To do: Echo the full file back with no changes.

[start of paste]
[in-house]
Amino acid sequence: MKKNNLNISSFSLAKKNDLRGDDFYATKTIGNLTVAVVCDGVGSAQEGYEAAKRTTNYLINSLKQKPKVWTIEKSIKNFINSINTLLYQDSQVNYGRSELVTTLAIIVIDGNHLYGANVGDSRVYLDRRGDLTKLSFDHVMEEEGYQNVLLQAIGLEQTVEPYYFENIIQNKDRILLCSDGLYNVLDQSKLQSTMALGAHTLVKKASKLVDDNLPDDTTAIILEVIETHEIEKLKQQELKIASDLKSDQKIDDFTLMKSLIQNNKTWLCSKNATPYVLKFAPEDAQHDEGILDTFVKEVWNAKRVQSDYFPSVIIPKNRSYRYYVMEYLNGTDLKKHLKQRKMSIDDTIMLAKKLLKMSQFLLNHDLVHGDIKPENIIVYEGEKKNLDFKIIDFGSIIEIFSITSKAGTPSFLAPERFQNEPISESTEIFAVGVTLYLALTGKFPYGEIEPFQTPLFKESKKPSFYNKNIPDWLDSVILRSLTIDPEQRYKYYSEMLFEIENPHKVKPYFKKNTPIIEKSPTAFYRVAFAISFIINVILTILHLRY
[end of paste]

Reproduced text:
[in-house]
Amino acid sequence: MKKNNLNISSFSLAKKNDLRGDDFYATKTIGNLTVAVVCDGVGSAQEGYEAAKRTTNYLINSLKQKPKVWTIEKSIKNFINSINTLLYQDSQVNYGRSELVTTLAIIVIDGNHLYGANVGDSRVYLDRRGDLTKLSFDHVMEEEGYQNVLLQAIGLEQTVEPYYFENIIQNKDRILLCSDGLYNVLDQSKLQSTMALGAHTLVKKASKLVDDNLPDDTTAIILEVIETHEIEKLKQQELKIASDLKSDQKIDDFTLMKSLIQNNKTWLCSKNATPYVLKFAPEDAQHDEGILDTFVKEVWNAKRVQSDYFPSVIIPKNRSYRYYVMEYLNGTDLKKHLKQRKMSIDDTIMLAKKLLKMSQFLLNHDLVHGDIKPENIIVYEGEKKNLDFKIIDFGSIIEIFSITSKAGTPSFLAPERFQNEPISESTEIFAVGVTLYLALTGKFPYGEIEPFQTPLFKESKKPSFYNKNIPDWLDSVILRSLTIDPEQRYKYYSEMLFEIENPHKVKPYFKKNTPIIEKSPTAFYRVAFAISFIINVILTILHLRY